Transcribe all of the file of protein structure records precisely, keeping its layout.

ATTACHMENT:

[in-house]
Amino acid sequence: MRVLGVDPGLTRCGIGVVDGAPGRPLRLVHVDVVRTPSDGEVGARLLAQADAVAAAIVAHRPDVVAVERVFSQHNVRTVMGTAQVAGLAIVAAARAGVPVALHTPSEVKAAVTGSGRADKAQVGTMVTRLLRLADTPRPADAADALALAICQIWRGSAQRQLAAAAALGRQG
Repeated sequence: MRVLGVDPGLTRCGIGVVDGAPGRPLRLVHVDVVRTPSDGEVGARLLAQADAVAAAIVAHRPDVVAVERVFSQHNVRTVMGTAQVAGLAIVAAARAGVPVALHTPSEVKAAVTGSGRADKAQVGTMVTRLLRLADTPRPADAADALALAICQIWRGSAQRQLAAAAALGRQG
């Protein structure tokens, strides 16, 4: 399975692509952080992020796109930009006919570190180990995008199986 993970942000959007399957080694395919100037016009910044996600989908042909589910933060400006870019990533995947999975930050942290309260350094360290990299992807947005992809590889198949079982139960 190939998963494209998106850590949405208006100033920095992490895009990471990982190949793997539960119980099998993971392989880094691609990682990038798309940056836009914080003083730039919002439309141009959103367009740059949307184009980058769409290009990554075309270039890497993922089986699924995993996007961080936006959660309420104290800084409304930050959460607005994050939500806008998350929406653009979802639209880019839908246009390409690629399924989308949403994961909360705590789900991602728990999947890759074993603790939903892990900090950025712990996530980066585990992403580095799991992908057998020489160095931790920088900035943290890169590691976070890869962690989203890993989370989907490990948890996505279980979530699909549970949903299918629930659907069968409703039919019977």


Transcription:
[in-house]
Amino acid sequence: MRVLGVDPGLTRCGIGVVDGAPGRPLRLVHVDVVRTPSDGEVGARLLAQADAVAAAIVAHRPDVVAVERVFSQHNVRTVMGTAQVAGLAIVAAARAGVPVALHTPSEVKAAVTGSGRADKAQVGTMVTRLLRLADTPRPADAADALALAICQIWRGSAQRQLAAAAALGRQG
Repeated sequence: MRVLGVDPGLTRCGIGVVDGAPGRPLRLVHVDVVRTPSDGEVGARLLAQADAVAAAIVAHRPDVVAVERVFSQHNVRTVMGTAQVAGLAIVAAARAGVPVALHTPSEVKAAVTGSGRADKAQVGTMVTRLLRLADTPRPADAADALALAICQIWRGSAQRQLAAAAALGRQG
């Protein structure tokens, strides 16, 4: 399975692509952080992020796109930009006919570190180990995008199986 993970942000959007399957080694395919100037016009910044996600989908042909589910933060400006870019990533995947999975930050942290309260350094360290990299992807947005992809590889198949079982139960 190939998963494209998106850590949405208006100033920095992490895009990471990982190949793997539960119980099998993971392989880094691609990682990038798309940056836009914080003083730039919002439309141009959103367009740059949307184009980058769409290009990554075309270039890497993922089986699924995993996007961080936006959660309420104290800084409304930050959460607005994050939500806008998350929406653009979802639209880019839908246009390409690629399924989308949403994961909360705590789900991602728990999947890759074993603790939903892990900090950025712990996530980066585990992403580095799991992908057998020489160095931790920088900035943290890169590691976070890869962690989203890993989370989907490990948890996505279980979530699909549970949903299918629930659907069968409703039919019977």